March 27: Following the Flag?

soldiers.jpg (117766 bytes) American soldiers fighting in the Philippines (1899)

Tonight, we'll be finishing up with the Gilded Age material, and also be having our latest presentation, this one from the Senate debate over the Treaty of Paris.  The central question: was imperialism constitutional?  What do you think?



Przybyszewski, The Republic According to John Marshall Harlan, pp. 118-146.
We continue along in the Harlan biography; again, keep in mind that Harlan was the dissenter in this Court, and ask yourself why his arguments failed to persuade the other Justices. If you want to get up to speed on the international, political, and ideological currents running up to the Insular Cases, click on the link above.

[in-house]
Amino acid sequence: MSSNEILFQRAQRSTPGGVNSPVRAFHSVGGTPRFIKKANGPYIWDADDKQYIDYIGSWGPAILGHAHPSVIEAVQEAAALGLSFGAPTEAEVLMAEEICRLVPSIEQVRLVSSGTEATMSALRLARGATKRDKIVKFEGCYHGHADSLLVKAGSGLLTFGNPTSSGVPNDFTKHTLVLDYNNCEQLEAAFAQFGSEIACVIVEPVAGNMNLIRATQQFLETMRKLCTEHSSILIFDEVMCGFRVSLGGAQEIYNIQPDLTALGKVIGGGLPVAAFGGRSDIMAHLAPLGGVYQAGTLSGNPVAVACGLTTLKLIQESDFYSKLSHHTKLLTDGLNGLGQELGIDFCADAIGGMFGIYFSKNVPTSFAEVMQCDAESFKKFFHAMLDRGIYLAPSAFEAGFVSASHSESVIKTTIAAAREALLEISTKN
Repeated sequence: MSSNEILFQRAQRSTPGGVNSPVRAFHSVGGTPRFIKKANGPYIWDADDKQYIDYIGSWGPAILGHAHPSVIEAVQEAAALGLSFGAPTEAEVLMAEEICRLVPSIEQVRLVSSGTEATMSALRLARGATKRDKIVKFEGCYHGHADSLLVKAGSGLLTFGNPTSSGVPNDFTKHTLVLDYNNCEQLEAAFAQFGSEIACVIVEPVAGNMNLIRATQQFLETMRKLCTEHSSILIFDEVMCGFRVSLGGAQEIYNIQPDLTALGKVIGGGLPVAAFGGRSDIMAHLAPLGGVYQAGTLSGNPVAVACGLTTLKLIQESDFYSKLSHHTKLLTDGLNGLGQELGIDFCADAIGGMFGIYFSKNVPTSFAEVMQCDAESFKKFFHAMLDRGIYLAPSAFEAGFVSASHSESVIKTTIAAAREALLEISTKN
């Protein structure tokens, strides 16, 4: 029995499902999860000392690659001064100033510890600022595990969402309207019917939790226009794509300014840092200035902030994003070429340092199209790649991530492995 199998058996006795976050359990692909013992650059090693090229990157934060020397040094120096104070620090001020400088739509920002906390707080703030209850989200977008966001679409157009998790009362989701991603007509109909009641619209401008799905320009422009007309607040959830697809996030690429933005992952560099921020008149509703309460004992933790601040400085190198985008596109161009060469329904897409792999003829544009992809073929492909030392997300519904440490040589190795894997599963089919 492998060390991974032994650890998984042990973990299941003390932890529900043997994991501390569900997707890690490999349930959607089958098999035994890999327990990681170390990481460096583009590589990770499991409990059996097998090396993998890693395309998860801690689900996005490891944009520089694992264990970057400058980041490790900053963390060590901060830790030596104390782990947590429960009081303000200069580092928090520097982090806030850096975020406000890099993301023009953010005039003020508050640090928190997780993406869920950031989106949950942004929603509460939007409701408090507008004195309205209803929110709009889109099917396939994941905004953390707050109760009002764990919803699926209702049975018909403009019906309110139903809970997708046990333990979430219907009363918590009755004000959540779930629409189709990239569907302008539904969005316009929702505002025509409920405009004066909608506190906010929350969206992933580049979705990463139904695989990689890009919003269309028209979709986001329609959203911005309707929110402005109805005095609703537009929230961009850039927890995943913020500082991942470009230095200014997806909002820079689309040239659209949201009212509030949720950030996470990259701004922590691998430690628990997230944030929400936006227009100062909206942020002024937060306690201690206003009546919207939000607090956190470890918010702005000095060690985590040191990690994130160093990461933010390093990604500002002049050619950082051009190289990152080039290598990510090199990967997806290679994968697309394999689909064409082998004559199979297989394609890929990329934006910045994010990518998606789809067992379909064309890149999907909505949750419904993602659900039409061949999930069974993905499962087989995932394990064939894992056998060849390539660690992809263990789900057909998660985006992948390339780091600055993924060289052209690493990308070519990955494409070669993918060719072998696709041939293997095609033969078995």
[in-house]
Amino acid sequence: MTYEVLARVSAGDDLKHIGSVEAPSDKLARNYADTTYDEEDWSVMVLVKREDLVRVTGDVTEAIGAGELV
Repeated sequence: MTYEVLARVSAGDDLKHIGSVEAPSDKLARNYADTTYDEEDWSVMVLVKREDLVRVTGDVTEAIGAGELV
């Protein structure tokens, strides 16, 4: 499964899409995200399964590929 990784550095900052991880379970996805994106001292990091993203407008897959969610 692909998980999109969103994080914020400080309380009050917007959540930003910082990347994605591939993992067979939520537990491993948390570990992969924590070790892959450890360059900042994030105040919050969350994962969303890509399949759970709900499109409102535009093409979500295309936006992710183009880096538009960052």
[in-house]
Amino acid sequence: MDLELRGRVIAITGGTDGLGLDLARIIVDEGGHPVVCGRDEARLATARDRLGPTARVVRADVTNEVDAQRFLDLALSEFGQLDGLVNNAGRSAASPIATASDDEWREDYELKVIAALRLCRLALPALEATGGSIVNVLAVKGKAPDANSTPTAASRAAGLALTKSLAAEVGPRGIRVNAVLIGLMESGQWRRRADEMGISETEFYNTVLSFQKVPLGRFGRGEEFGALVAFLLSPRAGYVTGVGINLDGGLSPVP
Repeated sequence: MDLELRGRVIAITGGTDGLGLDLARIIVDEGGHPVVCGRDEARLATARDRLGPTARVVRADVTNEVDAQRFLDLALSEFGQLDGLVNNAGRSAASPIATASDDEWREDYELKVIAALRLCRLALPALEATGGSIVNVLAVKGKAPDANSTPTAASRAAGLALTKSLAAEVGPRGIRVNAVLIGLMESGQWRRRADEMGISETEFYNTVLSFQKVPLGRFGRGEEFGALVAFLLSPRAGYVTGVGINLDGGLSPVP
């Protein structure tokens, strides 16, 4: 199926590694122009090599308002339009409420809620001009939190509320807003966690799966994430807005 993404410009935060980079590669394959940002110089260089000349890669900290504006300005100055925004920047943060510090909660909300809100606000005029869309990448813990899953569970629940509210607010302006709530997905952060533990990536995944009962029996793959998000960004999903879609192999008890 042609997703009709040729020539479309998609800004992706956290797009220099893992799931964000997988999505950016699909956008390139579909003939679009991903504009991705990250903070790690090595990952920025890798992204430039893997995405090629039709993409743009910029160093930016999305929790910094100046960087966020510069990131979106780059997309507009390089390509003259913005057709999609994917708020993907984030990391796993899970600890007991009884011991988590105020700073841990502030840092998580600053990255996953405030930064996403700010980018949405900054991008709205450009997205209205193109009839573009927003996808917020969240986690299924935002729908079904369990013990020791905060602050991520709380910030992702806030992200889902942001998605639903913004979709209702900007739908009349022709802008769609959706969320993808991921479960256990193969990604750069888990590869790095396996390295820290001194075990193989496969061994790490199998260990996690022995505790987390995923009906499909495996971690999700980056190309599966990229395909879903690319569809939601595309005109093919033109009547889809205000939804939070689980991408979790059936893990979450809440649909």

Downes v. Bidwell (1901)
Senator George Hoar on imperialism


1.) To what extent did Downes (and the other Insular Cases) raise constitutional issues akin to those we have been looking at previously in the term? Do you agree with the Court's majority that these cases involved principles never before decided upon judicially?
2.) What were the constitutional implications behind Hoar's dissent? Was he, in the long term, correct in his assumption that an imperialist foreign policy required the President usurping Congress's role in foreign policy?
3.) Was the term "imperial republic" a contradiction in concepts?


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